37. The system of claim 29, further comprising a flexible hinge on the spine at the bottom end of the tube for connecting the spine and the exit slide.
38. A rapid deployment system comprising an aircraft, at least one inflatable landing tube coupled to the aircraft, the at least one landing tube comprising an inner surface, an outer surface, a top end and an open bottom end, an inflatable exit slide positioned at the open bottom end of the landing tube, an air source connected to the landing tube and the exit slide for inflating the landing tube and the slide to an optimum pressure, and plural connectors positioned on the landing tube for coupling the landing tube to the aircraft, at least one entry port leading into the landing tube, and plural flexible retarders extending inward from the inner surface of the landing tube for retarding gravitational descent of cargo and personnel from the aircraft, further comprising slide smocks for covering the cargo and the personnel to reduce possibility of snags during descent, and wherein the slide smocks line the inner surface of the tube for easy sliding during descent.
39. The system of claim 17, wherein the flexible retarders are removably attached to the inner surface of the landing tube.
Description

This application claims the benefit of U.S. provisional Application No. 60/238,464 filed Oct. 10, 2000.

BACKGROUND OF THE INVENTION

Rapid deployments of troops and cargo are required in emergency conditions such as fires or flood, in rescue operations, in anti-terrorist operations and in combat operations.

Rapid deployment of troops and cargo may be accomplished by low flying planes which rapidly push cargo sleds with parachutes from rearward-facing loading ramps and which deploy troops with parachutes. Parachute descents or cargo and troops are vulnerable to high winds, hostile fire and forest canopies. Air drop operations are particularly difficult in places that have limited reception areas. Rapid descents by cables from hovering helicopters have been used, but the descents may be relatively slow and require special gear worn by the troops.

Needs exist for improved high speed cargo and troop insertion systems.

SUMMARY OF THE INVENTION

The present invention meets the requirements of rapid deployment by providing rapid safe egress from heavy-lift helicopters and tilt-rotor aircraft. The invention provides an alternative to sled cargo drops.

The tubes of the present invention are particularly useful in emergency cargo and special insertion operations.

The tubes of the present invention provide cargo delivery and troop insertions for high wind states, in limited reception areas, in forest canopies and under hostile fire.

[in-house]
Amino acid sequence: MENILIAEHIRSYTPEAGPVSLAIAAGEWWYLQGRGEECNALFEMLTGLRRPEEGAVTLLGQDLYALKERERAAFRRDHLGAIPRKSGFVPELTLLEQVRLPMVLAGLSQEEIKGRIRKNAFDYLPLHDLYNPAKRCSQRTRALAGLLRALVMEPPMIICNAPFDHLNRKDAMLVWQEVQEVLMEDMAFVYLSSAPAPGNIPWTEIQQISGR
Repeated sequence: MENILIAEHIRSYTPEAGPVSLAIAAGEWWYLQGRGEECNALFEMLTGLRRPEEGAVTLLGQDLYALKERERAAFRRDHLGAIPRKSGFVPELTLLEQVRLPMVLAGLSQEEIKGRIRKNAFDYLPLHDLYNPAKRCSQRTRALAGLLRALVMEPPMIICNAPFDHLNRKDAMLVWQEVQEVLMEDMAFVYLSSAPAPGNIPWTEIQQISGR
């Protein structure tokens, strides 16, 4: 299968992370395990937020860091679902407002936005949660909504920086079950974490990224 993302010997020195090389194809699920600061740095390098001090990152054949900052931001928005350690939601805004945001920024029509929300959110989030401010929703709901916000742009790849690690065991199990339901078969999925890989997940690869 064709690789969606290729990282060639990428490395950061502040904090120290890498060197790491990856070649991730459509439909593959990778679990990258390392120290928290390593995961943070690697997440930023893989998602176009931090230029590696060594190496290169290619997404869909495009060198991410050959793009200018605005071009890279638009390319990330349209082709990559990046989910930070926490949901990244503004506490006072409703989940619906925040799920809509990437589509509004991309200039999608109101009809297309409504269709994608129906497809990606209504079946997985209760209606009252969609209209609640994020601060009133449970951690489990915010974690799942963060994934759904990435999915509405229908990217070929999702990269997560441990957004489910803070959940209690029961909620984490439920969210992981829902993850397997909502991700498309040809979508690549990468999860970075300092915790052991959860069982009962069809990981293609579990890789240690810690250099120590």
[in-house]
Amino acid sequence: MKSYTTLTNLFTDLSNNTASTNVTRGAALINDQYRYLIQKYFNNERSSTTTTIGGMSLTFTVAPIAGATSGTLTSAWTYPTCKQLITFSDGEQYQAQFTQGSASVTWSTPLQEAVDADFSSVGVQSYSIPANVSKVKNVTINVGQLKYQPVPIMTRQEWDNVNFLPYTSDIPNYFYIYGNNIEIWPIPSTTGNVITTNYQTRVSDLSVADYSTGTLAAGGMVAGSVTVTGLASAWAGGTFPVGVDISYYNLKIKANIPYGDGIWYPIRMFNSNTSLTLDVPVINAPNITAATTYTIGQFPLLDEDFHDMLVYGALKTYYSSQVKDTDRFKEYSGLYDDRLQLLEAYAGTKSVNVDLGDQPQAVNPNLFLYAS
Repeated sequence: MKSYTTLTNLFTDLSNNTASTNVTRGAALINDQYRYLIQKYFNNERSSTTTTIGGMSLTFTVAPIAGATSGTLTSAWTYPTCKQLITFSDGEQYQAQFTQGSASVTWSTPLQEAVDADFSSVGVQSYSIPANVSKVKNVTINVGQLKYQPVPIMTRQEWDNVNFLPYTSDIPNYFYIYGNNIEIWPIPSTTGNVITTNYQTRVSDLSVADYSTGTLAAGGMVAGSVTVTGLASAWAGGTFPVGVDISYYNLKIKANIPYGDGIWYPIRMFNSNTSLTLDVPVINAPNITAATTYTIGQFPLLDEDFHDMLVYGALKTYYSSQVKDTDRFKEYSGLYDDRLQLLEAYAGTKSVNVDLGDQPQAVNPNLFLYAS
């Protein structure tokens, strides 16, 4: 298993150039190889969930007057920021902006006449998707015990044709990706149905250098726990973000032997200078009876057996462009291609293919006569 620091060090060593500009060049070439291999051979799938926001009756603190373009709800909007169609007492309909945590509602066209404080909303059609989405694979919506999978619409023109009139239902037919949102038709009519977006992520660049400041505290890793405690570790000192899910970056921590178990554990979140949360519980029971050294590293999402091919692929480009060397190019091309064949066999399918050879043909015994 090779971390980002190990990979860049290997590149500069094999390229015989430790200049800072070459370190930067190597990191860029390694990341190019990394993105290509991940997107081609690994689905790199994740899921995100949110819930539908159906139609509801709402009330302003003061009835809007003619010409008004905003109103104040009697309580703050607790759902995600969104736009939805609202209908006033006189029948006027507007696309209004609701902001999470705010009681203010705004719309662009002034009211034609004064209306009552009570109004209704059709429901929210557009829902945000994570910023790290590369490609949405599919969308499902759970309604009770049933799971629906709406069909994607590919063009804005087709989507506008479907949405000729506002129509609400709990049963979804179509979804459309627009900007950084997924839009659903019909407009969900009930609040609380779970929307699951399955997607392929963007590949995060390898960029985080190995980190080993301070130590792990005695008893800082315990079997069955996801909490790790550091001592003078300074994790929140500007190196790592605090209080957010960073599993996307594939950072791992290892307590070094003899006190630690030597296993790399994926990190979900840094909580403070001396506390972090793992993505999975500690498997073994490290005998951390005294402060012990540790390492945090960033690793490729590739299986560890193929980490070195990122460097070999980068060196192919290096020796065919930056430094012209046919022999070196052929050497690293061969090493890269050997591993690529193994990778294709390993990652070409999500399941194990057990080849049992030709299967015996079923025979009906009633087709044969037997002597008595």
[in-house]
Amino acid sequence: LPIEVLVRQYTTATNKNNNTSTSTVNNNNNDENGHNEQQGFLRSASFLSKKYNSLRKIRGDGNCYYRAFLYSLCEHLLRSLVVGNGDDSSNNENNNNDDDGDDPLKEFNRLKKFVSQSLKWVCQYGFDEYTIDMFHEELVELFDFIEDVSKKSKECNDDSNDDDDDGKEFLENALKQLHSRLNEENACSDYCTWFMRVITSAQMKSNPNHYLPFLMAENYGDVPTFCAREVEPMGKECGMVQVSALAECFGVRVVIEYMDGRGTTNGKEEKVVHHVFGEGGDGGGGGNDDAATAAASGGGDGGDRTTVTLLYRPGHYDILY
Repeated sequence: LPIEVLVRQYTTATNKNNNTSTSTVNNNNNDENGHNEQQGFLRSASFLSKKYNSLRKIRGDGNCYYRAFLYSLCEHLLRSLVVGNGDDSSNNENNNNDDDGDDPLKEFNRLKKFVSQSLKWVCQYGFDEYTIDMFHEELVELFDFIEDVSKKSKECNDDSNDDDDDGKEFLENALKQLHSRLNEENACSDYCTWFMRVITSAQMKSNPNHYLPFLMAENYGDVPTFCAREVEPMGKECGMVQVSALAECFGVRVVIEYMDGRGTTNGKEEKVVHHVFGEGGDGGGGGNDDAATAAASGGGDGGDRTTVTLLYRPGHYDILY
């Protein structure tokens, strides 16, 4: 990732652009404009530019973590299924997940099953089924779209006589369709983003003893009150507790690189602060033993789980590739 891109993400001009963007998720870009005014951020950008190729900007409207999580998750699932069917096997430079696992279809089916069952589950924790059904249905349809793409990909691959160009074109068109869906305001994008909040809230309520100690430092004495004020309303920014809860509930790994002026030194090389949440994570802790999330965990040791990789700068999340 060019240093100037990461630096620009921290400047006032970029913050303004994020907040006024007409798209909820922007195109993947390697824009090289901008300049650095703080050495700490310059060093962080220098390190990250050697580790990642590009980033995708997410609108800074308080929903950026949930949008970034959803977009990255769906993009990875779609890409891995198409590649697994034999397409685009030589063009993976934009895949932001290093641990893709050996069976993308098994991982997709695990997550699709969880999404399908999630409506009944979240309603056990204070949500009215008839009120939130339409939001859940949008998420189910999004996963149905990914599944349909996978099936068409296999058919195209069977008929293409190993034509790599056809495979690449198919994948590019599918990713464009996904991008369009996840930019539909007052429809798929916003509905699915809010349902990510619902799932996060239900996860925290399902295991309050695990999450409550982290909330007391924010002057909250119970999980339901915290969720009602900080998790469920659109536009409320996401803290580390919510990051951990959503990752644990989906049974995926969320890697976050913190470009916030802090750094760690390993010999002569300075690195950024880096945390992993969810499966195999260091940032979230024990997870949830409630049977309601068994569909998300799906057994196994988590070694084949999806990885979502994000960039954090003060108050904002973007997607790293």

The new invention uses tubes which are about thirty meters in length and one and one-half meters in diameter, delivers cargo and place troops on the ground ready to enter combat environments. Troops emerge standing up with weapons ready and with armor protection at the rear of the troops at the moment of insertion.

Preferred embodiments of the invention use stiffener extruding spines which act as both power ramp and stiffening structure which are extendable hydraulically or pneumatically. Kevlar exteriors on frontal segments of the tubes provide armor protection against hostile fire during descent and upon troop emergence. The present invention uses the retarder systems described in U.S. Pat. No. 5,620,058, the disclosure of which is incorporated herein in its entirety by reference.

The Life Step interior mechanisms described in that patent are used herein.

The present invention uses a retractor mechanism attached to the stiffener extruding spine. After use, the invention may drop the tube and recover the spine and Kevlar shield or recover the entire tube. The invention is provided in a self-contained package which bolts to cargo ramps and internal storage attachments in heavy-lift helicopters or tilt-rotor aircraft. The whole package weighs between about 500 and 1000 pounds. The tubes use a system for inflation of the retarders within the tube similar to automotive airbag inflation, without the rapid deflation features of automotive airbags. Smocks may be provided to troops for use during the sliding through the descent tubes to reduce snags.

Pockets are provided on exteriors of the tubes to hold and allow the deployment of inflated winglets, which provide addition stability at operational speeds.

A preferred stiffener extruding spine telescopes and has about fifteen or more tubes of decreasing diameters in approximately two meter lengths. The tubes operate basically as sliding pistons and are deployed with hydraulic or gas extension. Powered rollers and belts contact outsides of sequential tube sections to recover the tube and to telescope and drive the sections into the storage container upon recovery after deployment.

These and further and other objects and features of the invention are apparent in the disclosure, which includes the above and ongoing written specification, with the claims and the drawings.

BRIEF DESCRIPTION OF THE DRAWINGS